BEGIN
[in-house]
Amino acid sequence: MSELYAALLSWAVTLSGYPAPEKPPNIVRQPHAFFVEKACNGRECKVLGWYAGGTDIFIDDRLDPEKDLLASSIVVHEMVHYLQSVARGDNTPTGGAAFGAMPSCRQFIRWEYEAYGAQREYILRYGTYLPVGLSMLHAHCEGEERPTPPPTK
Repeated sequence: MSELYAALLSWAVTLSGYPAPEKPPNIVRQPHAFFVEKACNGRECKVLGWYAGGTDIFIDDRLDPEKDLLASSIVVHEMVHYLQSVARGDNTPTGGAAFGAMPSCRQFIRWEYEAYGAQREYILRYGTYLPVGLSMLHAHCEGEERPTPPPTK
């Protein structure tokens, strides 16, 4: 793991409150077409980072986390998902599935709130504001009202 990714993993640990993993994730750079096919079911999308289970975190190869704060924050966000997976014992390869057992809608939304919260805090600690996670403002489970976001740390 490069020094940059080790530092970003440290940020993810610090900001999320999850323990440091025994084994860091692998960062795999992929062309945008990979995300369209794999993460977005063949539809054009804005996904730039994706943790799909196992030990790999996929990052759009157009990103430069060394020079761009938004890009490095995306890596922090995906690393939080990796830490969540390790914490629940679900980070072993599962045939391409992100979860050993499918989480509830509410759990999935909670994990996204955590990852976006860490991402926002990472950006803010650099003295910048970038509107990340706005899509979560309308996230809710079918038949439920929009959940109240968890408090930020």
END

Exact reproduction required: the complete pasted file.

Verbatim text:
[in-house]
Amino acid sequence: MSELYAALLSWAVTLSGYPAPEKPPNIVRQPHAFFVEKACNGRECKVLGWYAGGTDIFIDDRLDPEKDLLASSIVVHEMVHYLQSVARGDNTPTGGAAFGAMPSCRQFIRWEYEAYGAQREYILRYGTYLPVGLSMLHAHCEGEERPTPPPTK
Repeated sequence: MSELYAALLSWAVTLSGYPAPEKPPNIVRQPHAFFVEKACNGRECKVLGWYAGGTDIFIDDRLDPEKDLLASSIVVHEMVHYLQSVARGDNTPTGGAAFGAMPSCRQFIRWEYEAYGAQREYILRYGTYLPVGLSMLHAHCEGEERPTPPPTK
């Protein structure tokens, strides 16, 4: 793991409150077409980072986390998902599935709130504001009202 990714993993640990993993994730750079096919079911999308289970975190190869704060924050966000997976014992390869057992809608939304919260805090600690996670403002489970976001740390 490069020094940059080790530092970003440290940020993810610090900001999320999850323990440091025994084994860091692998960062795999992929062309945008990979995300369209794999993460977005063949539809054009804005996904730039994706943790799909196992030990790999996929990052759009157009990103430069060394020079761009938004890009490095995306890596922090995906690393939080990796830490969540390790914490629940679900980070072993599962045939391409992100979860050993499918989480509830509410759990999935909670994990996204955590990852976006860490991402926002990472950006803010650099003295910048970038509107990340706005899509979560309308996230809710079918038949439920929009959940109240968890408090930020």